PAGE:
Increasing uptake rates of cervical cancer screening amongst Hong Kong Chinese women: the role of the practitioner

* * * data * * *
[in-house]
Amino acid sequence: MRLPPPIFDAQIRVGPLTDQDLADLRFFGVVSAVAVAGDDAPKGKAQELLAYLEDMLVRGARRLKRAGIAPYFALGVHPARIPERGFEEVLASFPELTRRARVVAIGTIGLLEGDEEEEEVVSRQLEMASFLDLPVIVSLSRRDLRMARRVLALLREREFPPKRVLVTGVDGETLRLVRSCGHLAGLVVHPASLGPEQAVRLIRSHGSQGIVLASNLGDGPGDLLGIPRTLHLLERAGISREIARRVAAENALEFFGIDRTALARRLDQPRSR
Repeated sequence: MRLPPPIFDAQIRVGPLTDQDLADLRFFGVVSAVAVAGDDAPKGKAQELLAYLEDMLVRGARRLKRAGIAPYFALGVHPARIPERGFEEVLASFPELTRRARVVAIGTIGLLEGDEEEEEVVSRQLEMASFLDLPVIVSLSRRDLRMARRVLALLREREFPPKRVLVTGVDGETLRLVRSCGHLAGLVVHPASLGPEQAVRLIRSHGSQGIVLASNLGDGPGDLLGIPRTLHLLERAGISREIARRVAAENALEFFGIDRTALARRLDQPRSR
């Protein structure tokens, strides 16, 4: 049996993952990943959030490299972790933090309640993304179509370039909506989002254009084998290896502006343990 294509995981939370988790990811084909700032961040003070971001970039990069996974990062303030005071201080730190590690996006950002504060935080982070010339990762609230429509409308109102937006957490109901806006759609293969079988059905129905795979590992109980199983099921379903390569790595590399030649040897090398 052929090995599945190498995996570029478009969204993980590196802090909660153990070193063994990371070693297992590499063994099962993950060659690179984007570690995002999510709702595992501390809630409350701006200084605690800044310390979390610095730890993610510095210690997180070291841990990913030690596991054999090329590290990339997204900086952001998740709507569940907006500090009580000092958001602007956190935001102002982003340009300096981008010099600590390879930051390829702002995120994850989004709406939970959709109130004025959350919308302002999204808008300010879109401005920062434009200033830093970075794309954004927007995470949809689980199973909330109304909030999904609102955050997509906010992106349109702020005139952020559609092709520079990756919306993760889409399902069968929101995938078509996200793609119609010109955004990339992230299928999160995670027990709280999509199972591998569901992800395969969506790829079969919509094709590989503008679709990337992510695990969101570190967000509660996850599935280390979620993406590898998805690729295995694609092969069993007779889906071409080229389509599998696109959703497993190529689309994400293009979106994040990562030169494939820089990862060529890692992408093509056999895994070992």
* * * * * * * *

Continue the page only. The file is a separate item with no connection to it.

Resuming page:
Women’s attendance for regular cervical screening has been identified as a significant factor in the prevention of cervical cancer. Evidence suggests, however, that both extrinsic and intrinsic factors influence women’s attendance patterns for screening. Extrinsic factors, in particular the practitioner undertaking the screening procedure, have been shown to influence women’s return rates for further screening. In Hong Kong, where uptake rates amongst Chinese women remain comparatively low, a study was undertaken to examine Chinese women’s experiences and perceptions of cervical screening undertaken by either a female doctor or nurse. A multiple case study design using both qualitative and quantitative methods of data collection was employed. This paper reports the findings from the qualitative data obtained from 52 women participating in 12 focus group interviews held in the two case studies. Thematic analysis of the data demonstrated the importance of the caring nature, communication skills, experience and expertise of the practitioner to women’s attendance pattern for screening. The experience and expertise of the practitioner, described by women as teaching, minimizing pain and discomfort and being considerate, were considered more influential to uptake rates than the professional discipline of the practitioner. Findings such as these indicate the importance of the influence of the practitioner in determining uptake rates for cervical screening amongst this population group.